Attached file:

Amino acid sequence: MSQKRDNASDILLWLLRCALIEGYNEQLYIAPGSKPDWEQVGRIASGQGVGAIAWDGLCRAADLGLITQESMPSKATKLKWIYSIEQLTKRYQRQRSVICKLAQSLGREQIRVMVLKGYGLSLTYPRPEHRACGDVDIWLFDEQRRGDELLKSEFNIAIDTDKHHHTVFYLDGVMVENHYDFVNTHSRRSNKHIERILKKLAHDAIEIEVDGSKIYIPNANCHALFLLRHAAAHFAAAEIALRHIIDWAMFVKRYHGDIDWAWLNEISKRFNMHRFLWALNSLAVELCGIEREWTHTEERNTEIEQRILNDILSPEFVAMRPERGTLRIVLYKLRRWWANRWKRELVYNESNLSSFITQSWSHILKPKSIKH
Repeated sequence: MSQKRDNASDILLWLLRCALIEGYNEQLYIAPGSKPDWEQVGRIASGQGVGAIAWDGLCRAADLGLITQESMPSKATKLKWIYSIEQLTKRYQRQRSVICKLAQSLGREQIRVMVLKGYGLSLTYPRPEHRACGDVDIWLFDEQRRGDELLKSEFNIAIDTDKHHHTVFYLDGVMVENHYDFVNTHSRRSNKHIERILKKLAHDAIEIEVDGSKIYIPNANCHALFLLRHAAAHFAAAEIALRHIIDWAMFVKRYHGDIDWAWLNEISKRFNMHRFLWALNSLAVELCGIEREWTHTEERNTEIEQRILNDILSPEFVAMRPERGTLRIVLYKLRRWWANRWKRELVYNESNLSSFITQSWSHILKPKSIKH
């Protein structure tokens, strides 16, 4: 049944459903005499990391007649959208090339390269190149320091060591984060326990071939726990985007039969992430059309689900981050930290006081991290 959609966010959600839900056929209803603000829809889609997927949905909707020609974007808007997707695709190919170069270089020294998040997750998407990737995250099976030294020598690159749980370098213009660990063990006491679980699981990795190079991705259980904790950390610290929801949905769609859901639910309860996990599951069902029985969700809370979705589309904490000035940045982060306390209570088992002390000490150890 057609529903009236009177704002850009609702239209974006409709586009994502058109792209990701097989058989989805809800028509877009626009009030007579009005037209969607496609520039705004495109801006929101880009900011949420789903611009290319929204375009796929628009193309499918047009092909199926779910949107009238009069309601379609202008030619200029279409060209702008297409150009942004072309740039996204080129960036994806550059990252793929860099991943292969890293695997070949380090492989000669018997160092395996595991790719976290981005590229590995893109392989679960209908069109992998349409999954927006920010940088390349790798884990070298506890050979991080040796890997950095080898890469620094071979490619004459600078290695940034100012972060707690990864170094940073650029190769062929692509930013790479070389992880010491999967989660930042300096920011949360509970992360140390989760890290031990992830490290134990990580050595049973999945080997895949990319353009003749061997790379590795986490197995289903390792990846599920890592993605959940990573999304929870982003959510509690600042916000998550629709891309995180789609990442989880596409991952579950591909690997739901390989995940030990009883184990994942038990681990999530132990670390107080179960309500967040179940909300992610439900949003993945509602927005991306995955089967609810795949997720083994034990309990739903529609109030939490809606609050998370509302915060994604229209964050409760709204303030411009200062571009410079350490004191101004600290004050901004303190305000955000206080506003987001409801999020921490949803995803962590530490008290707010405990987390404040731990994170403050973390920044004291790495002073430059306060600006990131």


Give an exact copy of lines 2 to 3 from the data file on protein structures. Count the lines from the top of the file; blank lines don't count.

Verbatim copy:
Repeated sequence: MSQKRDNASDILLWLLRCALIEGYNEQLYIAPGSKPDWEQVGRIASGQGVGAIAWDGLCRAADLGLITQESMPSKATKLKWIYSIEQLTKRYQRQRSVICKLAQSLGREQIRVMVLKGYGLSLTYPRPEHRACGDVDIWLFDEQRRGDELLKSEFNIAIDTDKHHHTVFYLDGVMVENHYDFVNTHSRRSNKHIERILKKLAHDAIEIEVDGSKIYIPNANCHALFLLRHAAAHFAAAEIALRHIIDWAMFVKRYHGDIDWAWLNEISKRFNMHRFLWALNSLAVELCGIEREWTHTEERNTEIEQRILNDILSPEFVAMRPERGTLRIVLYKLRRWWANRWKRELVYNESNLSSFITQSWSHILKPKSIKH
């Protein structure tokens, strides 16, 4: 049944459903005499990391007649959208090339390269190149320091060591984060326990071939726990985007039969992430059309689900981050930290006081991290 959609966010959600839900056929209803603000829809889609997927949905909707020609974007808007997707695709190919170069270089020294998040997750998407990737995250099976030294020598690159749980370098213009660990063990006491679980699981990795190079991705259980904790950390610290929801949905769609859901639910309860996990599951069902029985969700809370979705589309904490000035940045982060306390209570088992002390000490150890 057609529903009236009177704002850009609702239209974006409709586009994502058109792209990701097989058989989805809800028509877009626009009030007579009005037209969607496609520039705004495109801006929101880009900011949420789903611009290319929204375009796929628009193309499918047009092909199926779910949107009238009069309601379609202008030619200029279409060209702008297409150009942004072309740039996204080129960036994806550059990252793929860099991943292969890293695997070949380090492989000669018997160092395996595991790719976290981005590229590995893109392989679960209908069109992998349409999954927006920010940088390349790798884990070298506890050979991080040796890997950095080898890469620094071979490619004459600078290695940034100012972060707690990864170094940073650029190769062929692509930013790479070389992880010491999967989660930042300096920011949360509970992360140390989760890290031990992830490290134990990580050595049973999945080997895949990319353009003749061997790379590795986490197995289903390792990846599920890592993605959940990573999304929870982003959510509690600042916000998550629709891309995180789609990442989880596409991952579950591909690997739901390989995940030990009883184990994942038990681990999530132990670390107080179960309500967040179940909300992610439900949003993945509602927005991306995955089967609810795949997720083994034990309990739903529609109030939490809606609050998370509302915060994604229209964050409760709204303030411009200062571009410079350490004191101004600290004050901004303190305000955000206080506003987001409801999020921490949803995803962590530490008290707010405990987390404040731990994170403050973390920044004291790495002073430059306060600006990131």